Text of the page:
TALLAHASSEE, Fla. – Florida Gov. Ron DeSantis signaled on Tuesday that he might be ready to follow federal guidelines that call for letting doctors and hospitals again provide procedures that have been halted during the COVID-19 crisis.
DeSantis told reporters in Tallahassee that he wanted to move quickly to help bolster hospitals, which have been losing money during a clampdown on optional surgeries.
“We need to do it pretty quickly, because if we keep it up the way we are going, I think more people are going to get laid off,” DeSantis said, noting that some hospitals have been forced to shed jobs due to the loss of revenue. “I think there is going to be less financial viability for some of these health care outfits, which is very important.”
The Safety Net Hospital Alliance of Florida and representatives from HCA Healthcare on Monday sent a recommended reopening proposal for the governor to consider. The major hospital industry players also met with members of the DeSantis administration to discuss the plan, which provides two potential dates for resuming surgical procedures: April 25 or May 1.
The hospitals’ proposal would require all visitors to wear masks or cloth mouth and nose coverings and stay in main waiting areas, although there would be exceptions involving death and dying patients, women in labor, and patients with cognitive impairments. One visitor would be allowed for each patient.
The proposal also recommends that no facilities would be allowed to offer optional procedures unless they meet certain requirements, including maintaining COVID-19 and “person under investigation” units.
Hospitals also would be precluded from offering optional surgeries unless the number of available beds is 20 percent greater than the number of beds occupied by COVID-19 patients.
The Safety Net Hospital Alliance of Florida includes public, teaching and children’s hospitals, while HCA is a for-profit company that operates dozens of hospitals in the state.
The Florida Hospital Association also developed a proposed plan for hospitals to begin offering elective surgeries and submitted it to the governor’s Re-Open Florida Task Force, the association said in a news release.
Florida Hospital Association Interim President Crystal Stickle said while hospital capacity has held consistently around 50%, the ban on elective surgeries has had other health repercussions.
"Cancer surgeries that have been put on hold, cardiac procedures that have been put on hold,” said Stickle, who added there have been financial repercussions, as well. “They do support hospitals financially. Many of our hospitals have taken significant financial hits.”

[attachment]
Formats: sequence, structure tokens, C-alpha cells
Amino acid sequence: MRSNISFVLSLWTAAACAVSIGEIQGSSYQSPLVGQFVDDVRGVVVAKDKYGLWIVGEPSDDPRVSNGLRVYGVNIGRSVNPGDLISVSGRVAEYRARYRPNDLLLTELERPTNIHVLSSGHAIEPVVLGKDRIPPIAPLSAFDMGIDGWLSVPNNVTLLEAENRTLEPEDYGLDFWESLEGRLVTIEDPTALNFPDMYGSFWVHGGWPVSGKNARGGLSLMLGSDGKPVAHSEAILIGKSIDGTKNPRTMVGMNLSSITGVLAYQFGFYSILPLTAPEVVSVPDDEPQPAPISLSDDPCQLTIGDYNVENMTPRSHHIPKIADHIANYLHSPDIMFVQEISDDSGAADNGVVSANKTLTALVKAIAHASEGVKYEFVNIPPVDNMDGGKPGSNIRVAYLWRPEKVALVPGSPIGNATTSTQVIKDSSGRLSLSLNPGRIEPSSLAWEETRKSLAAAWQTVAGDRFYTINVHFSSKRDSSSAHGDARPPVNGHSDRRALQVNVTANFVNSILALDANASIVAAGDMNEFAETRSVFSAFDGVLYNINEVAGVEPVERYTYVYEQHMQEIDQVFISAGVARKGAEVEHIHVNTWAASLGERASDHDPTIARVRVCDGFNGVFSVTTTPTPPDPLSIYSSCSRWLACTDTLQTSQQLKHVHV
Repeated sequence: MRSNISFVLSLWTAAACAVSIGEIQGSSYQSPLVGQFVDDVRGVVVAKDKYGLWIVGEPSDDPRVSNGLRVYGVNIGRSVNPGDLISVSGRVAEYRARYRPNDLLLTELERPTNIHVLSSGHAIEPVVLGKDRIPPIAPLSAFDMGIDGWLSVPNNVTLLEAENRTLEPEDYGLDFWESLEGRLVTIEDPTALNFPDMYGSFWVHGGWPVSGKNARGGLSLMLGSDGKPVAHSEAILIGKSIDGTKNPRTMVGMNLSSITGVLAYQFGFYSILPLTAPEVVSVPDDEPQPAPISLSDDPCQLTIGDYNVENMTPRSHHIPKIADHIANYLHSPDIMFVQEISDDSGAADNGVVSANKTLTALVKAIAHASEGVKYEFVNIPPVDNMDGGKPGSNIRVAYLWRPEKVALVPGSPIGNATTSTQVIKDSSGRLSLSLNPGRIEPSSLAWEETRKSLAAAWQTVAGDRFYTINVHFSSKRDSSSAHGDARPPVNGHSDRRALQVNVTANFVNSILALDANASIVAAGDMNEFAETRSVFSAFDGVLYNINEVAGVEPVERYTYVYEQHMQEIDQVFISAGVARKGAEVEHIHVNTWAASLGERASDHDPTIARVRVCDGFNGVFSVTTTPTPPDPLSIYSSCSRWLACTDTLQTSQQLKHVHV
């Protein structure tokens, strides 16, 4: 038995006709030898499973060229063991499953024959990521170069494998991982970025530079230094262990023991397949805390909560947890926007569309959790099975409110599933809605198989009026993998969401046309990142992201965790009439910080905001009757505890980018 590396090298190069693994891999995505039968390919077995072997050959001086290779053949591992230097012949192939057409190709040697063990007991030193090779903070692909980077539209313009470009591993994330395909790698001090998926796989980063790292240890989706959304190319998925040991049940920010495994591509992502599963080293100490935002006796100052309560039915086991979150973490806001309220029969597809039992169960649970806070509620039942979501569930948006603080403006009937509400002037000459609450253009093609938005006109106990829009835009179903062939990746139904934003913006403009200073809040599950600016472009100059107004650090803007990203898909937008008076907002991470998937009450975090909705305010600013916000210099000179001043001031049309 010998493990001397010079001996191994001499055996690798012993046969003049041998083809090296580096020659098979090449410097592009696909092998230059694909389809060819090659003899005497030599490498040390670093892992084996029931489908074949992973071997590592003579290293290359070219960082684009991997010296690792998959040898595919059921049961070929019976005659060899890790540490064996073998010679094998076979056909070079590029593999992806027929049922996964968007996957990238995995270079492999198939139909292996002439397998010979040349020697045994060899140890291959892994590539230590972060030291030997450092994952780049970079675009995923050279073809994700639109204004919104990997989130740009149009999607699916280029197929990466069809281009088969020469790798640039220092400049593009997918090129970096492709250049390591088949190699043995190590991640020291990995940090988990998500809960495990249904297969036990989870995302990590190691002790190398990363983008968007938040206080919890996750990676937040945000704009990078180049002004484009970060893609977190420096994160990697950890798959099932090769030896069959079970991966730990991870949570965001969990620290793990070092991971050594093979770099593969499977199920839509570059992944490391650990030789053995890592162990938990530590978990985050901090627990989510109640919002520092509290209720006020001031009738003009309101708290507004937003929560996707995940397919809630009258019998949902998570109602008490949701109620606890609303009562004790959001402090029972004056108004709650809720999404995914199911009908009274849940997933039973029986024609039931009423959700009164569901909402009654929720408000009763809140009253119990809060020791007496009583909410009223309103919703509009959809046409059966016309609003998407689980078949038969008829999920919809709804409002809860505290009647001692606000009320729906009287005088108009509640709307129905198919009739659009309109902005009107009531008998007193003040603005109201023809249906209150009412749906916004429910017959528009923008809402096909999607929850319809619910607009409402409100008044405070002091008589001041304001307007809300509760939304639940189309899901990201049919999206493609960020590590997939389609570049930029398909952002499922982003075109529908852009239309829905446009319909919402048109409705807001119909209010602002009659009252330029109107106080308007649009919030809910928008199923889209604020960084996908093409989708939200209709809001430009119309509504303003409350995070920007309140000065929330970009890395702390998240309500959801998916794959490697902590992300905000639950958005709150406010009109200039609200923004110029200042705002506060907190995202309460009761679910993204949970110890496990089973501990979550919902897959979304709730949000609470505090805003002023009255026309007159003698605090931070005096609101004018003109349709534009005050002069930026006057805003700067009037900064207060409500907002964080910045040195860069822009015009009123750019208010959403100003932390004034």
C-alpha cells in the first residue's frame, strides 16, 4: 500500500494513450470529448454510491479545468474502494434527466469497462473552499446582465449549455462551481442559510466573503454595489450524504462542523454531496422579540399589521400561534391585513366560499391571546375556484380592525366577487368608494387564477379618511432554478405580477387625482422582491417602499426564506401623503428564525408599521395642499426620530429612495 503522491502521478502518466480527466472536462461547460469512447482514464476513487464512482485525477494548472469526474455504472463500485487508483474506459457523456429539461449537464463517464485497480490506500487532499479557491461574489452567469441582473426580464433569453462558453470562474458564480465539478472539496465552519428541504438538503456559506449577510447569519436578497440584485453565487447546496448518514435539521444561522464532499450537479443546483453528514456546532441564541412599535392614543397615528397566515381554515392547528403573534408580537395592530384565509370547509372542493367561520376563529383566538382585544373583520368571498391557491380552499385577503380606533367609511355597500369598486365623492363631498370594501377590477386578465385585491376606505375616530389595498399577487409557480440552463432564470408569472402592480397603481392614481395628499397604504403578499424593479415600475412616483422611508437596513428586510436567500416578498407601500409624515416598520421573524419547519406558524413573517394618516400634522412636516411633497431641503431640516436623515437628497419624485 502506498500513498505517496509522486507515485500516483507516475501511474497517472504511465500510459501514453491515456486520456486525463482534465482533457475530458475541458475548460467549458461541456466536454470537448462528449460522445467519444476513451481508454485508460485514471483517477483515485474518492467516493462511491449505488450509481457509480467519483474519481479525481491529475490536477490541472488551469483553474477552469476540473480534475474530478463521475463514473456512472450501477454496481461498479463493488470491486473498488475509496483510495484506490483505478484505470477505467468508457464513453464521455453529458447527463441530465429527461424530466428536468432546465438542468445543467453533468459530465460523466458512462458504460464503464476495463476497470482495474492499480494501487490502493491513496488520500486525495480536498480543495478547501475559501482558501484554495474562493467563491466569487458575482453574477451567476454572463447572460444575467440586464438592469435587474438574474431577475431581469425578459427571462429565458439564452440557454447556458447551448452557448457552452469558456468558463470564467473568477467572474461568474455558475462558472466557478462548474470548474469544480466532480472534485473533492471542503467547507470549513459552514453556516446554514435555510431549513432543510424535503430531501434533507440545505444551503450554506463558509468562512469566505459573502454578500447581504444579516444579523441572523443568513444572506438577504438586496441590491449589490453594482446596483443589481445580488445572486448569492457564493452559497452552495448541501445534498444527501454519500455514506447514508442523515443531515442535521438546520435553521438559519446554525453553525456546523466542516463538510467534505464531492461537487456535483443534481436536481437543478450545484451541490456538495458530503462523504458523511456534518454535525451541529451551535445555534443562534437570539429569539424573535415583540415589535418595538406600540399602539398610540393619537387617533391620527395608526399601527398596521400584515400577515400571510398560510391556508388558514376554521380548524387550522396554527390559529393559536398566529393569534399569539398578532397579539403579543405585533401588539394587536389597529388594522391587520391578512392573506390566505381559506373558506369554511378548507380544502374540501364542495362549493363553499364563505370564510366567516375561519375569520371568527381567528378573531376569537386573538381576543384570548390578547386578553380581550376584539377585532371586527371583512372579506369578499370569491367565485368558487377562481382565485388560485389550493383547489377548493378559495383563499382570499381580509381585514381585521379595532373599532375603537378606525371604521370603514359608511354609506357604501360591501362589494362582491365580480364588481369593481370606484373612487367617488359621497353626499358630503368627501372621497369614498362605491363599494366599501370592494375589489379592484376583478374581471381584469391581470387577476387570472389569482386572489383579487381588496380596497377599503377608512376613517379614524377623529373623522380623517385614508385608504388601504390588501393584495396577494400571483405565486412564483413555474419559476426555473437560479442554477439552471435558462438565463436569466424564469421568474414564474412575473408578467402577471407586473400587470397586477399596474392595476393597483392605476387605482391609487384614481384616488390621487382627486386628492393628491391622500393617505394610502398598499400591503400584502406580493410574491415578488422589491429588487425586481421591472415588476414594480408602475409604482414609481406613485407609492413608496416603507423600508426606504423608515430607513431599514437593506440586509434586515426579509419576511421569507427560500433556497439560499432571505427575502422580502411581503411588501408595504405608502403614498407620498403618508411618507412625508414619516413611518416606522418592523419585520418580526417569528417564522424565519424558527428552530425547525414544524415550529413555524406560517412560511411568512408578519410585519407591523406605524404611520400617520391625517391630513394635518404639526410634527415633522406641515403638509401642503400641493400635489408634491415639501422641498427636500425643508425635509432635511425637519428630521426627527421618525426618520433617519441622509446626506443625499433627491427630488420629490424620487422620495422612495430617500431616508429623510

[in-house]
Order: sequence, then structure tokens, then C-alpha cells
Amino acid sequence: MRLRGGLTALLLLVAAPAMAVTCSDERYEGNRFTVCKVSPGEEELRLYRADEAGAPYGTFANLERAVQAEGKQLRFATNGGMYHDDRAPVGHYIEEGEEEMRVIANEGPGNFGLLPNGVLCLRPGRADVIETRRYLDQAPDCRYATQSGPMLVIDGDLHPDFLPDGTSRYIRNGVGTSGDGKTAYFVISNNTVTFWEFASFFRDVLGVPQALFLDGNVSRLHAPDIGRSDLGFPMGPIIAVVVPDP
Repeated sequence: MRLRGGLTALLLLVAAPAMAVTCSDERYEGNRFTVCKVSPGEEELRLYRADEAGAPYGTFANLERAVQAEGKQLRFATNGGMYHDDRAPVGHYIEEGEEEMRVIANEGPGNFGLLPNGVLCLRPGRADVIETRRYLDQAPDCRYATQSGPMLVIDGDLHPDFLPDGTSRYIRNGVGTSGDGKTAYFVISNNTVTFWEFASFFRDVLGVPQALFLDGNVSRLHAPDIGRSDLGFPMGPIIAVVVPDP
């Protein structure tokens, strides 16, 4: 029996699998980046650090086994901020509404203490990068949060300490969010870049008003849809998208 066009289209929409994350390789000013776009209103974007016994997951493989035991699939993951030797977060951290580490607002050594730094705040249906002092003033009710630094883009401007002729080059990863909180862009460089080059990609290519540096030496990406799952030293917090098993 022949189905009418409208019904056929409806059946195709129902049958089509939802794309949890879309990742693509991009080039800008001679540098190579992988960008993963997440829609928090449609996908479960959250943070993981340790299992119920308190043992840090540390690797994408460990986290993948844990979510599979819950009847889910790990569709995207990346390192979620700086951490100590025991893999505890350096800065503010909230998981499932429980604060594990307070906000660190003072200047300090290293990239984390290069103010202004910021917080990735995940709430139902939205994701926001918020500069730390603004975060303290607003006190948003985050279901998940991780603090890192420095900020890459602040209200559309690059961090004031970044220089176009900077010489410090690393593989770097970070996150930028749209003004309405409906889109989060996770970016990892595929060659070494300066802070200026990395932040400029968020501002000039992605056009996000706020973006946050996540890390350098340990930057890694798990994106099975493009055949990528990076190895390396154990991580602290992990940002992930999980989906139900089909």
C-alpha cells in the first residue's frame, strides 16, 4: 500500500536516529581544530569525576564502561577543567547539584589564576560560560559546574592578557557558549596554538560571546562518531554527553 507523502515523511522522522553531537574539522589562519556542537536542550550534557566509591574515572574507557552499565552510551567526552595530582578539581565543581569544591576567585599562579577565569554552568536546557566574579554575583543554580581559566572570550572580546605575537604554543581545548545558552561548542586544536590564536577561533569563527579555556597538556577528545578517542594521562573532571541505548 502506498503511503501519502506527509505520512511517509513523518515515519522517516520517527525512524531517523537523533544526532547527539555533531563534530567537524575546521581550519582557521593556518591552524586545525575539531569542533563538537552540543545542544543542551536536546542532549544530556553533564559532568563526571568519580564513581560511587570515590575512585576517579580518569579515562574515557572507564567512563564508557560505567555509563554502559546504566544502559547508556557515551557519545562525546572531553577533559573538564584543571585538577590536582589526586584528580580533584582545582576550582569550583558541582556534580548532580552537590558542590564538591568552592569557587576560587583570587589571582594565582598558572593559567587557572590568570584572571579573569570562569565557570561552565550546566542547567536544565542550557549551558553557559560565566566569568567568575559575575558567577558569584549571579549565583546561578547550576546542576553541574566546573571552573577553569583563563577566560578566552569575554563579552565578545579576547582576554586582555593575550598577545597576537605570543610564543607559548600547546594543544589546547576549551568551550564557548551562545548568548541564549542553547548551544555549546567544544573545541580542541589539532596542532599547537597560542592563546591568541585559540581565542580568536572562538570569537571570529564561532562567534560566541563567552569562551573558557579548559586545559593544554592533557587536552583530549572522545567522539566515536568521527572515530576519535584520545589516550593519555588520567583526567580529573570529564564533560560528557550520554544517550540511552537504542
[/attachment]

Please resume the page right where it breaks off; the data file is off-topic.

Meanwhile, doctors also are seeking to resume providing procedures.
In a letter Tuesday, Florida Medical Association President Ronald F. Giffler asked DeSantis to lift a March 20 executive order that prevented the delivery of nonessential health care.
“While the state has understandably focused on the immediate needs of fighting COVID-19, it is imperative that we not ignore a potential second crisis: a wave of emergencies and fatalities among the people delaying care or going untreated,” Giffler wrote.
DeSantis issued his March executive order to help conserve necessary personal protective and hospital space as the state prepared for a surge in COVID-19 patients. National health care models showed that Florida would have a surge and that the demand for health care services and hospital beds would exceed the state’s supply.
DeSantis on Tuesday said the dire predictions have not come to fruition.
“You go back a month, month and a half, report after report saying it was just a matter of time that Florida’s hospital system would be completely overwhelmed,” DeSantis said. “Those predictions have been false. Our work is succeeding. We have flattened the curve,”
The hospitals and doctors are asking DeSantis to consider reopening the health care system under nonbinding guidelines that President Donald Trump’s administration issued.
To qualify under the federal guidelines, the state must have had a two-week downward trajectory in documented COVID-19 cases and a downward trajectory in the numbers of positive tests as a percentage of total tests.
Additionally, the federal guidelines call for hospitals to have enough supplies to treat all patients without having to worry about “crisis” care decisions. Moreover, the facilities would be required to have testing programs in place for at-risk health care workers.
But the move to soften restrictions -- under what is known as Phase 1 -- has been met with skepticism from public health officials. After the Trump administration released the guidelines last week, Bill Hanage, an associate professor at Harvard T. H. Chan School of Public Health, told National Public Radio in an interview that “with the state of testing,” no city in the United States is ready under Phase 1 to reopen health care.